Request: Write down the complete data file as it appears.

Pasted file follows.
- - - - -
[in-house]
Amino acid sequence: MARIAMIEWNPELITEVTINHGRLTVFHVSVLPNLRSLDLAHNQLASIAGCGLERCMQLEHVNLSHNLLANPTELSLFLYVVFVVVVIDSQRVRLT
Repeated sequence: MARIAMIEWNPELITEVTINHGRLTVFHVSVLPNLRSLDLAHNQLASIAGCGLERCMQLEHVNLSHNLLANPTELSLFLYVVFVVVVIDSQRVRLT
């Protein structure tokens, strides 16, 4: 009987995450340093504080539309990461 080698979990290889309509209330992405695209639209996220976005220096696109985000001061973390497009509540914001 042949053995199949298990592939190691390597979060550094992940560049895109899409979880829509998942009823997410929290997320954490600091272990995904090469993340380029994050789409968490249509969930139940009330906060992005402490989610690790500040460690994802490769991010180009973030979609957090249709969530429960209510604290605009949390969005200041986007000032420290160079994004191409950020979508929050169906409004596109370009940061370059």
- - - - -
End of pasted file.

[in-house]
Amino acid sequence: MARIAMIEWNPELITEVTINHGRLTVFHVSVLPNLRSLDLAHNQLASIAGCGLERCMQLEHVNLSHNLLANPTELSLFLYVVFVVVVIDSQRVRLT
Repeated sequence: MARIAMIEWNPELITEVTINHGRLTVFHVSVLPNLRSLDLAHNQLASIAGCGLERCMQLEHVNLSHNLLANPTELSLFLYVVFVVVVIDSQRVRLT
């Protein structure tokens, strides 16, 4: 009987995450340093504080539309990461 080698979990290889309509209330992405695209639209996220976005220096696109985000001061973390497009509540914001 042949053995199949298990592939190691390597979060550094992940560049895109899409979880829509998942009823997410929290997320954490600091272990995904090469993340380029994050789409968490249509969930139940009330906060992005402490989610690790500040460690994802490769991010180009973030979609957090249709969530429960209510604290605009949390969005200041986007000032420290160079994004191409950020979508929050169906409004596109370009940061370059």